Back to the Feature: The Evolution of Car Design and Functionality
BY ALLISON TANENHAUS
Self-driving cars may sound futuristic now…but we predict that in a matter of years, they’ll seem as old hat as car radios.
That’s because while automobiles have functioned similarly throughout our lifetimes, the features included (from safety essentials to fancy-pants bells and whistles) have dramatically evolved over the past centuries. Take a peek at some of the historical eras and standout trends—plus a glimpse at what’s to come.
Our vision of cars continues to evolve: Jules Verne’s 1880 novel “The Steam House,” for example, depicts a fictional steam-powered vehicle in the shape of an elephant.
Horsepower may have been the reigning power for centuries, but in the late 18th century, steam-powered, self-propelled vehicles—large enough to transport people and cargo (sound familiar?)—hit the streets.
In 1770/71, French inventor Nicolas-Joseph Cugnot developed an experimental steam-driven artillery tractor (OK, that doesn’t sound quite as familiar—but it counts!), and in 1784, Scottish engineer and inventor William Murdoch built a working model of a steam carriage in Great Britain. And in 1789, the first automobile patent in the U.S. was granted to inventor, engineer, and businessman Oliver Evans.
German inventor Karl Benz brought us the first modern automobile with his invention of the Benz Patent-Motorwagen.
Come 1806, the first cars powered by an internal combustion engine (and running on fuel gas) made their debut.
In the decades to follow, innovations such as hand brakes, multi-speed transmissions, and better steering emerged. However, progress wasn’t on cruise control. Backlash towards these large, fast, motor machines led to the Locomotive Act in 1865, which required that self-propelled vehicles on public roads (in the UK, at least) had to be preceded by a man on foot, who would wave a red flag and blow a horn. Talk about making an entrance…
Towards the end of the 19th century, the world saw the introduction of the modern gasoline/petro-fueled internal combustion engine in 1885. At long last, in 1886—regarded as the year of the birth of the automobile—German inventor Karl Benz unveiled the Benz Patent-Motorwagen. (The concept of German engineering ain’t a trope for nothin’!)
Increased safety features—like improved suspension systems—came along in the early 1900s.
Bit by bit, motorized wagons replaced animal-drawn carriages—especially after the more affordable (and legendary) Ford Model T was introduced in 1908.
Considered the Edwardian (Brass) Era, these years were the heyday for high-wheel motor buggies, and the beginning of all-steel bodies. The aforementioned Ford Model T was the most widely produced and available 4-seater until 1927, and utilized the now-given pedal-based control system. In 1910, the Mercer Raceabout hit the road as one of the very first sports cars, and the Bugatti Type 13 from 1910-20 was an enviable racing/touring model with advanced engineering and design.
Here are several other greatest hits from the first half of that ever-innovating century:
1911: Electric starters—safer and more efficient solutions—replaced cumbersome cranks.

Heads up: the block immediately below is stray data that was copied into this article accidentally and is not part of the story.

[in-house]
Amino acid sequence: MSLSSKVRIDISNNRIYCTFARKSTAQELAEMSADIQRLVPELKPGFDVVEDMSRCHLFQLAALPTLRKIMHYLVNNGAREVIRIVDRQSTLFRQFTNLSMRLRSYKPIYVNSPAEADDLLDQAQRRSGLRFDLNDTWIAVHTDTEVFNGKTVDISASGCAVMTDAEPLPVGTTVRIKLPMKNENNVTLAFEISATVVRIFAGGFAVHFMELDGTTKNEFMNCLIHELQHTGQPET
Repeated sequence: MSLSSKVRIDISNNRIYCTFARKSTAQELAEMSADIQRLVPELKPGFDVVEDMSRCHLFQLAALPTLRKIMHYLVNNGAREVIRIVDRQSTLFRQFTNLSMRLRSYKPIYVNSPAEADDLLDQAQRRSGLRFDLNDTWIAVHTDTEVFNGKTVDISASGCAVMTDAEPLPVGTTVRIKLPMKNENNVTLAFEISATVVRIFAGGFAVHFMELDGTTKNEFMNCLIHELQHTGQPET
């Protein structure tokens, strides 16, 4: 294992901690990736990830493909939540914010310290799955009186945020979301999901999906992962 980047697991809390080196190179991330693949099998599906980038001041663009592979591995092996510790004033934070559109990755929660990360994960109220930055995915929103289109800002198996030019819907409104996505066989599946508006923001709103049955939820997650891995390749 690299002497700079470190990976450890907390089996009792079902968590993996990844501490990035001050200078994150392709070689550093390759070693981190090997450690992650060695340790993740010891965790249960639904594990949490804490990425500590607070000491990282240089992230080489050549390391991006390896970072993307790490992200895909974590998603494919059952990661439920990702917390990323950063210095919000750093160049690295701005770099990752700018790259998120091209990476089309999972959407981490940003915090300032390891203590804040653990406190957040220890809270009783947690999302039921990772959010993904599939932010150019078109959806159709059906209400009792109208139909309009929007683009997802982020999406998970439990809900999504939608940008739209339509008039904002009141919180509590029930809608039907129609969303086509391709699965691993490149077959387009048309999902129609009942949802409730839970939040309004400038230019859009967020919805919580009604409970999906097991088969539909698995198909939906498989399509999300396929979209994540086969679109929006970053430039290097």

1925: Cigarette lighters are a perfect match (replacement) for in-cabin smokers—and now serve as an outlet for our modern-day electronics.
1929: Four-wheel brakes ease the essential process of stopping safely.
1930: Car radios enable drivers to tune in (and sing out).
1934: Coil spring suspension improved handling—and saved lives.
In-dash cassette decks: making carpool karaoke possible since 1970.
Over the next several decades, the world saw the arrival (and progressive development) of racing cars, luxury vehicles, mass-production, engine advancements, aerodynamic enhancements, fuel efficiencies, computer-assisted designs, and car types aplenty. From the Vintage Era to the Pre-WWII era, and then the Post-war era to modern times, here’s a closer look at some throwback (and not so throwback) details from the latter part of the last century.
1956: Power steering becomes a common feature, empowering drivers to make turns with the help of hydraulics.
1965: 8-track players serve up another listening option for those who like some music with their motion. (AKA everyone, ever.)
1970: Cassette decks keep the tunes comin’.
1973: The catalytic converter scrubs tailpipe emissions and helps cars clean up their act.
1982: Electronic fuel injection becomes the new standard for how vehicles mix air and fuel to optimize engines.
1984: Air bags begin to become expected safety standbys.
1985: In-dash CD players make sure the beat goes on.
1994: On-board diagnostics (the 16-pin connector that garage mechanics use as a resource for vehicle status and condition) start popping up with increased frequency.
1995: Navigation systems keep drivers on track.
2000: Hybrid cars merge the best of bold fuel worlds.
2000–2010s: Connected and “smart” cars take automobile tech to the next level.
Today—and the Fuuuuuuuture
From AI integration to flights of fancy, the future of car technology will be one wild ride.
From hologram consoles to driverless tech, artificial intelligence to the fastest-charging electric cars, current and upcoming car tech is focused on energy efficiency, convenience, safety, and enhancement of drivers’ mental states and (no pun intended) motor skills.
From small comforts to big precautions, the car features in this century are sure to have absolutely blown the minds of the earliest vehicle pioneers. So buckle up (thanks to seat belts, first developed in the mid-19th century)—it’s gonna be a crazy ride.